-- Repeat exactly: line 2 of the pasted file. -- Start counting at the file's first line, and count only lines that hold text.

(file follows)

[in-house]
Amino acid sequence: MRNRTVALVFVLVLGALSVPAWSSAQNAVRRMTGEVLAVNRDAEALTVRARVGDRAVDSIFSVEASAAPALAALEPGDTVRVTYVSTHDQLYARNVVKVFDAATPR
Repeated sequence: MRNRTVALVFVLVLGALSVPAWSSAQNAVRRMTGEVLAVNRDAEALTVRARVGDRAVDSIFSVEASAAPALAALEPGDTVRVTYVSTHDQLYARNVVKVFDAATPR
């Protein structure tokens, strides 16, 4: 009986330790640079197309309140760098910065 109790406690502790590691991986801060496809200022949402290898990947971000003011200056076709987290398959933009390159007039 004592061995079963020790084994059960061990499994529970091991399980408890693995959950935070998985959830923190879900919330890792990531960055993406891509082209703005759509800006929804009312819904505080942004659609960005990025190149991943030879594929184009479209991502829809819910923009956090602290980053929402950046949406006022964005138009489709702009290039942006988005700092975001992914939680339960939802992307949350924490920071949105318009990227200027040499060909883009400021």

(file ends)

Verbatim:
Amino acid sequence: MRNRTVALVFVLVLGALSVPAWSSAQNAVRRMTGEVLAVNRDAEALTVRARVGDRAVDSIFSVEASAAPALAALEPGDTVRVTYVSTHDQLYARNVVKVFDAATPR